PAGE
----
I’m a really firm believer in the fact that your life path, your journey, the people that you meet along the way, everyone has a purpose and everything you do is leading you to something, and you need that skill. But something that’s really important to me is the fact that being 42, you can do these types of things at any point in your life. One of my first reactions to looking into [We Roam] was, “I’m not 20, I can’t do this.” But then I started asking questions and found out the average age for the program is 33/34, so I thought there must be people my age in the program. It’s not limited to a certain age group.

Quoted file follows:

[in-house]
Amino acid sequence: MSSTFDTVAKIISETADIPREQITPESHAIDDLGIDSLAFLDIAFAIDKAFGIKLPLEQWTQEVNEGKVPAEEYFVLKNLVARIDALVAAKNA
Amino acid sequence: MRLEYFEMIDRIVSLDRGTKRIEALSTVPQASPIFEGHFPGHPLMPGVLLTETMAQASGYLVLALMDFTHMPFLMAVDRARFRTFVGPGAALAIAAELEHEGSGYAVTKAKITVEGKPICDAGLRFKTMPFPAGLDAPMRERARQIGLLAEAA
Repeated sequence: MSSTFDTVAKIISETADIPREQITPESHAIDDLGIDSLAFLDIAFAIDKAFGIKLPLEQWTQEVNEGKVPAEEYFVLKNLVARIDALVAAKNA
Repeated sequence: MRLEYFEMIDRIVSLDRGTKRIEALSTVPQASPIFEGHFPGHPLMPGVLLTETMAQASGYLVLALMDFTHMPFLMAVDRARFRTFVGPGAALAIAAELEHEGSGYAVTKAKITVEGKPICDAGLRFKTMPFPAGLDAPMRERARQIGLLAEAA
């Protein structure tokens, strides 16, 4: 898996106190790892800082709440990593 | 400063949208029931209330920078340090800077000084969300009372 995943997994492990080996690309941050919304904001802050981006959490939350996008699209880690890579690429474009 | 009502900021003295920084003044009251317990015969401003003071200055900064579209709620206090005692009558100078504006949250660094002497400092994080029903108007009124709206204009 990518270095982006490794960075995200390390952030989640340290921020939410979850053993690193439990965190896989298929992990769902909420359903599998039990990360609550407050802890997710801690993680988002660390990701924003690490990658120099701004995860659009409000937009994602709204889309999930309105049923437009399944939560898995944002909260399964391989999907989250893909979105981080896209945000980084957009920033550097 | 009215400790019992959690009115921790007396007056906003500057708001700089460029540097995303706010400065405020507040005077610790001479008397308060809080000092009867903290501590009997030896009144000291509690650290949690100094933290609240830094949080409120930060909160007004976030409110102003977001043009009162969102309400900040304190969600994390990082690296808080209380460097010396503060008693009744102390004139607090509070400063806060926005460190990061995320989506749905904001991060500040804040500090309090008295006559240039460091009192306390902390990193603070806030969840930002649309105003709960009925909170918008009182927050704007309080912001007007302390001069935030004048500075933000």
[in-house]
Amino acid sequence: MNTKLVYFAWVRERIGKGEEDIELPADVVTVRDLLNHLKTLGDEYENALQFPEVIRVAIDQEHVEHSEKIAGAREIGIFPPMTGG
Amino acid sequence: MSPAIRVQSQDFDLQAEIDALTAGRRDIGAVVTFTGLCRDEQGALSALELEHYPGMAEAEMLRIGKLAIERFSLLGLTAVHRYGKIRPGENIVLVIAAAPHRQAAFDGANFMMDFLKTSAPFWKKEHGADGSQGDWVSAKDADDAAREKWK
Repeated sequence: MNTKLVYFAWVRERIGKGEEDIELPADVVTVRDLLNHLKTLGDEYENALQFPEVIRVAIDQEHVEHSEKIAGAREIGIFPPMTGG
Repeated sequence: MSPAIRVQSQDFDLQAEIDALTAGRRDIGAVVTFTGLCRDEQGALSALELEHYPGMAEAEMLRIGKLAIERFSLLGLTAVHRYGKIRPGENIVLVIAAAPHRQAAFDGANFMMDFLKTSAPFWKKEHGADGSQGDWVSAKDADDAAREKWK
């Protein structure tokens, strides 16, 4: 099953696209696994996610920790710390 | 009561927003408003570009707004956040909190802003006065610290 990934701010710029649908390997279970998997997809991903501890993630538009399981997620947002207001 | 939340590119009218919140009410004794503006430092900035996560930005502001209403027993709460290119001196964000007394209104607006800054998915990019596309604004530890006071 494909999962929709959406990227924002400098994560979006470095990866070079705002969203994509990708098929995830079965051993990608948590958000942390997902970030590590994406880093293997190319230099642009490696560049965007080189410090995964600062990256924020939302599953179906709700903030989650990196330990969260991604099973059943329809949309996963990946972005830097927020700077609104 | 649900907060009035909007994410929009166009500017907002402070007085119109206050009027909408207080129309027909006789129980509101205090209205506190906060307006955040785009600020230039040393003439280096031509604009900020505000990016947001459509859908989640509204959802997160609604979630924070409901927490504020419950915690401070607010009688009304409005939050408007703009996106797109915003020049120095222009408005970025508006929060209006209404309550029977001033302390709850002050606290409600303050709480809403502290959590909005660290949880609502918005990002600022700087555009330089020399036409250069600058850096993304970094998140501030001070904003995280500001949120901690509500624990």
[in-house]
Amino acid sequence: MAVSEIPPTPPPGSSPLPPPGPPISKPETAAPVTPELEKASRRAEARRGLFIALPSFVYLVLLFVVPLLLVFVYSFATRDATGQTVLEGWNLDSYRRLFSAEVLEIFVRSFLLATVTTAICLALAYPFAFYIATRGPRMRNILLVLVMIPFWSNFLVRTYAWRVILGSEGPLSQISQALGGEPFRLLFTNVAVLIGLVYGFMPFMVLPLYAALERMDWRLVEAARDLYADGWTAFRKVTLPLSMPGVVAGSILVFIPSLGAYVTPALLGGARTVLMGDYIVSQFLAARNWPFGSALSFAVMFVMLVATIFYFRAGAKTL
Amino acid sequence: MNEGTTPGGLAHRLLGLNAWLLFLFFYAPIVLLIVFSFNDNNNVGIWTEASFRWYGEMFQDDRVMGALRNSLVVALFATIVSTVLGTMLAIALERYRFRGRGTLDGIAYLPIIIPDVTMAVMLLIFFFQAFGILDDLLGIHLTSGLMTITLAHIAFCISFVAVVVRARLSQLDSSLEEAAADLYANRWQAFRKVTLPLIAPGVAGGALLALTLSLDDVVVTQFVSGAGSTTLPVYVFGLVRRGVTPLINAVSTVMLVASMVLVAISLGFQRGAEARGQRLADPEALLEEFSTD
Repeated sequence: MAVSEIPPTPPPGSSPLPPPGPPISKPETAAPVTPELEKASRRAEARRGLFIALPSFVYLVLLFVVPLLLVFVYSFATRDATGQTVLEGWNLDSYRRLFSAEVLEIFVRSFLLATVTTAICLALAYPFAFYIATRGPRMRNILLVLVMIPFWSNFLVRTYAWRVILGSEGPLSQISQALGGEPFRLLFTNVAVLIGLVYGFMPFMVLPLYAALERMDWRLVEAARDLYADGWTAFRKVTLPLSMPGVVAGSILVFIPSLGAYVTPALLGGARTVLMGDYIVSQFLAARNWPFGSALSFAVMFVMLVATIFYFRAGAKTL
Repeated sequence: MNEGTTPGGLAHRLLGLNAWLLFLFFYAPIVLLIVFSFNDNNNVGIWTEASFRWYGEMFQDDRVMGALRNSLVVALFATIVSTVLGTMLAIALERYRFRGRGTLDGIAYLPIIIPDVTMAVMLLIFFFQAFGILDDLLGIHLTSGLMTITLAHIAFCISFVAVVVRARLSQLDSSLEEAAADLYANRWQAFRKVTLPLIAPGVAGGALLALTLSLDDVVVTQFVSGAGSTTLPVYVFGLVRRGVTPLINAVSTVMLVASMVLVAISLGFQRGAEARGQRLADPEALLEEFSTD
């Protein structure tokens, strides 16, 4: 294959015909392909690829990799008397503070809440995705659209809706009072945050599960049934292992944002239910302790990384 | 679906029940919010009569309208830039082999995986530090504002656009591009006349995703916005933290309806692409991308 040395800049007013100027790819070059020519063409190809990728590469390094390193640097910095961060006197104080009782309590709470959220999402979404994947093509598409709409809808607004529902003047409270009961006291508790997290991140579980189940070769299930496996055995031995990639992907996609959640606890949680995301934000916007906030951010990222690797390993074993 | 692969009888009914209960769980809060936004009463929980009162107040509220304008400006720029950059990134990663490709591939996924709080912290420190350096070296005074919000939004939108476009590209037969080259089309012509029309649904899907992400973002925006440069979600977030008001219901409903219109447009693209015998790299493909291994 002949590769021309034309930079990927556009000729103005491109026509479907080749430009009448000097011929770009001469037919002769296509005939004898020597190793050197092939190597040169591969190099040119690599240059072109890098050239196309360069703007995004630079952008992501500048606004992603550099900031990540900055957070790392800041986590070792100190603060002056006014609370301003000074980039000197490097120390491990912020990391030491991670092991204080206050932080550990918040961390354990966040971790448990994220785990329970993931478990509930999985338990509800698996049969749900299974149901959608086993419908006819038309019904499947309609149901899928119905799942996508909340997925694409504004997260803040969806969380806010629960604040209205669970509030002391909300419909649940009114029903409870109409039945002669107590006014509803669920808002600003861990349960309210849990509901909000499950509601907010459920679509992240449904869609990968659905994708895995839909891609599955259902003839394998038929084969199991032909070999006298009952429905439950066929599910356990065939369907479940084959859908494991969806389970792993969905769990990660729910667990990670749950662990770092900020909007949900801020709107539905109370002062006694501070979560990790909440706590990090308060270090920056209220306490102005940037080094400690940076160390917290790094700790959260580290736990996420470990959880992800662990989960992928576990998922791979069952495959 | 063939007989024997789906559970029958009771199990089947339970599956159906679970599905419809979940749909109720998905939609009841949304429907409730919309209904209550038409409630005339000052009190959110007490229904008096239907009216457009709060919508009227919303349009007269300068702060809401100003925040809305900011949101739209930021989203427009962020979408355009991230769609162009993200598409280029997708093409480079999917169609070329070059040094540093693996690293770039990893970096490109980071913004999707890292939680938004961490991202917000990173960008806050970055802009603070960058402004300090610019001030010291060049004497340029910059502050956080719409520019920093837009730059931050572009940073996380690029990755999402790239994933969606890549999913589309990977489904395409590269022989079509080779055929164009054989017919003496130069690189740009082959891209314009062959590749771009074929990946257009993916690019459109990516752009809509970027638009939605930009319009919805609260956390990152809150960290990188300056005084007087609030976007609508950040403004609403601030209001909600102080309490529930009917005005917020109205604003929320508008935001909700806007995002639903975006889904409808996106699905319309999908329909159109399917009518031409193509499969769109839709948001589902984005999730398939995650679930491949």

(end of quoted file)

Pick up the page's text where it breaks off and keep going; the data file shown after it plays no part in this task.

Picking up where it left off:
And the other thing I try to make sure people understand is that nothing in life is free, and that sounds really cliché, but people think that what I’m doing is perfect and every day is sunny (gestures to the pouring rain outside) and I’m laying on the beach, and fanning myself and eating grapes. And it’s just not like that. This is real life and people get sick and it rains and you work and I miss my dog, I miss the stability of having my friends at home, and I miss my little food community. I made the choice to walk away from that for a temporary period to explore the world. People always say to me, “I wish I could do what you’re doing.” Well, you can. People assume that I’m in some special situation, but I gave up things to be here, and they can too.